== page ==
For instance, it is understood that Iran sponsored Hezbollah in Lebanon, and in response, Pakistan supported al Qaeda and the Taliban in Afghanistan to destabilize regional powers politically, economically, and militarily. It is understood that the United States of America sponsored anti-Baathist groups in Iraq and Syria, while Russia, on the other hand, provided support to opposition groups in the wider Middle Eastern region. It is less understood that these situations worsened when state-sponsored insurgencies around the world became monsters against their own masters. To illustrate, during the Cold War, the world’s strongest democracy, United States of America, armed, trained and funded Osama bin Laden who led the Afghan-Mujahedin to fight against the Soviet Union. Eventually bin Laden turned against the United States and transformed into the enemy. A similar analogy appears when the world’s largest democracy, India, armed, trained and funded Veluppillai Pirabhakaran who led the Tamil Tigers to fight against the Sri Lankan government. Eventually, Pirabhakaran made a “U-turn” and ordered his cadres to fight against the Indian troops. India lost over 1000 troops as a result; and moreover, this resulted in the assassination of the Indian Prime Minister Rajiv Gandhi. All in all, insurgencies transformed into terrorist organizations as a result of the support and sponsorship of proxies.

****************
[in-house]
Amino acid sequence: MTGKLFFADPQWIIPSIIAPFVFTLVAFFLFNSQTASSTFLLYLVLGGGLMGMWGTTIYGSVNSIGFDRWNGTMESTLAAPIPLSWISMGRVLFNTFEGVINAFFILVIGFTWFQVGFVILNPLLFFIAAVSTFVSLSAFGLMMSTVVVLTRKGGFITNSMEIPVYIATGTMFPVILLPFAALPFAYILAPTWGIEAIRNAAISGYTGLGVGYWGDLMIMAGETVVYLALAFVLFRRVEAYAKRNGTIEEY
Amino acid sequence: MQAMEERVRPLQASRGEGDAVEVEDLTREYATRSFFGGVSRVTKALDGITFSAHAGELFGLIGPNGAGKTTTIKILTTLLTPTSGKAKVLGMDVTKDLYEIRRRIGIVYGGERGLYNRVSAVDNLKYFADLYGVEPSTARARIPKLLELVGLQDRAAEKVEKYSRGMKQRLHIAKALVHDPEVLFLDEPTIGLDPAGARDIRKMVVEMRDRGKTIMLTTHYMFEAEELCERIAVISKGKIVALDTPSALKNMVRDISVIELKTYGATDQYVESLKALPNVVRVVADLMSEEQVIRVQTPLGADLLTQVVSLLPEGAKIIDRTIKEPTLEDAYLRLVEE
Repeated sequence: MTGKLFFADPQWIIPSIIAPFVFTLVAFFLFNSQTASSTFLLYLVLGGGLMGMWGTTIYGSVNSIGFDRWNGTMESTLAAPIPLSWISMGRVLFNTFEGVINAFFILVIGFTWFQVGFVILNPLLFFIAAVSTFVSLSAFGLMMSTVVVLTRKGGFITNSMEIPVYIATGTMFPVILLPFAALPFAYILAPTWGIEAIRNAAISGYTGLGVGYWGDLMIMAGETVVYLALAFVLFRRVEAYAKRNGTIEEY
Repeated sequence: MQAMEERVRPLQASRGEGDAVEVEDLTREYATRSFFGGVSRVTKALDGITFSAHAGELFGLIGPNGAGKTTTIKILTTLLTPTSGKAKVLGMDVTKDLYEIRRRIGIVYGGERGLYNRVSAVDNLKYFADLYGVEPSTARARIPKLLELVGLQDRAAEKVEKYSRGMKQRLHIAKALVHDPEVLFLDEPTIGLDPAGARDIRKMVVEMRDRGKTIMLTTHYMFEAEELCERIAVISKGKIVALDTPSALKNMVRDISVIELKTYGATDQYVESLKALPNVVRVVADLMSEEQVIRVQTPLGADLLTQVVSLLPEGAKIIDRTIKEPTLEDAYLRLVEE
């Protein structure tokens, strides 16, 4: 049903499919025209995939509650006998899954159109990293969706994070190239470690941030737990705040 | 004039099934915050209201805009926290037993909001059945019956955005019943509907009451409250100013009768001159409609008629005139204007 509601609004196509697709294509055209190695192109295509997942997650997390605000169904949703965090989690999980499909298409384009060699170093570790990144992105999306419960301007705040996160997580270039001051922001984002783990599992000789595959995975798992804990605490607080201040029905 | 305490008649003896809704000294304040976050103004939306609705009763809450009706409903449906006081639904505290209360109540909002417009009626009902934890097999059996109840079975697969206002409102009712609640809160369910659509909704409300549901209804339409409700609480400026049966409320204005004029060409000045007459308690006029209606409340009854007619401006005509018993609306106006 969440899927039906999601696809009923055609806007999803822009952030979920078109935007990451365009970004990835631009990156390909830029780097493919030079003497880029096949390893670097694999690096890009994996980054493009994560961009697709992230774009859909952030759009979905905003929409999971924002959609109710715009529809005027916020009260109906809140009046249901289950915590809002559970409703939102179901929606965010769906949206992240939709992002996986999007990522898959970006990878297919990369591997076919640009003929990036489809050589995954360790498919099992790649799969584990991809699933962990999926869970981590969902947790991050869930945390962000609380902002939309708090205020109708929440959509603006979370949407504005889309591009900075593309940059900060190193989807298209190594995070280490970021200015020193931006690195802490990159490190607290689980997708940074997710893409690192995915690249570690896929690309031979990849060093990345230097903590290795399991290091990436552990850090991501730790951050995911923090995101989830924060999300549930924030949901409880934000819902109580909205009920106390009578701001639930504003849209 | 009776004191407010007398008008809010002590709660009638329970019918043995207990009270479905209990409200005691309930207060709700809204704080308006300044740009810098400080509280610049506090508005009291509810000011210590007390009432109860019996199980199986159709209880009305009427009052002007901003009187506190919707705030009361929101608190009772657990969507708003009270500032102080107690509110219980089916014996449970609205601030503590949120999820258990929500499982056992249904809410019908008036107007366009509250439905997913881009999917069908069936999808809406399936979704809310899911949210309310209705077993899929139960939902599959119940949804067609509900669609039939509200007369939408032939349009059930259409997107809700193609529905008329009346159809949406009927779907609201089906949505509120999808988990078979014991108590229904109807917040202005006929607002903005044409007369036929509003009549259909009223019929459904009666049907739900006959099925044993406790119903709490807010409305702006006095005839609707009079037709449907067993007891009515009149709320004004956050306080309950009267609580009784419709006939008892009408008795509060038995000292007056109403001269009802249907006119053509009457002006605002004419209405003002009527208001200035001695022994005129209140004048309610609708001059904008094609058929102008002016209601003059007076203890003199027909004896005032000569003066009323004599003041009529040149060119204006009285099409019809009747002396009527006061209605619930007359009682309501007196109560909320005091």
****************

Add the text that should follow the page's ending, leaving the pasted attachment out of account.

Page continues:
Proxies are particularly concerning because interference is often motivated by a nation’s self-interest, absent of regard for future implications. For example, the Tamil Tigers were armed, trained, and funded by the Research and Analysis Wing (RAW), India’s foreign intelligence agency in the early 1980’s. India’s proxy-rationale was governed by the hope that, in controlling the insurgency, they would be able to pressure the Sri Lankan government into making concessions for Tamils, and be able to pressure the Tamil militants into accepting the concessions (Richards, 2014:15). Later, the Tamil Tigers were trained by the Israeli secret service Mossad. Mossad’s nexus to the Tamil Tigers was further corroborated by ex-Mossad intelligence officer Victor Ostrovsky and his book “By Way of Deception” published in September 1990. Richards, in her paper “An Institutional History of the Liberation Tigers of Tamil Eelam (LTTE)”, provides a detailed account for the historical institutionalization of the Tamil Tigers as one of the most sophisticated groups ever assembled. Overall, proxies do not offer sincere aid.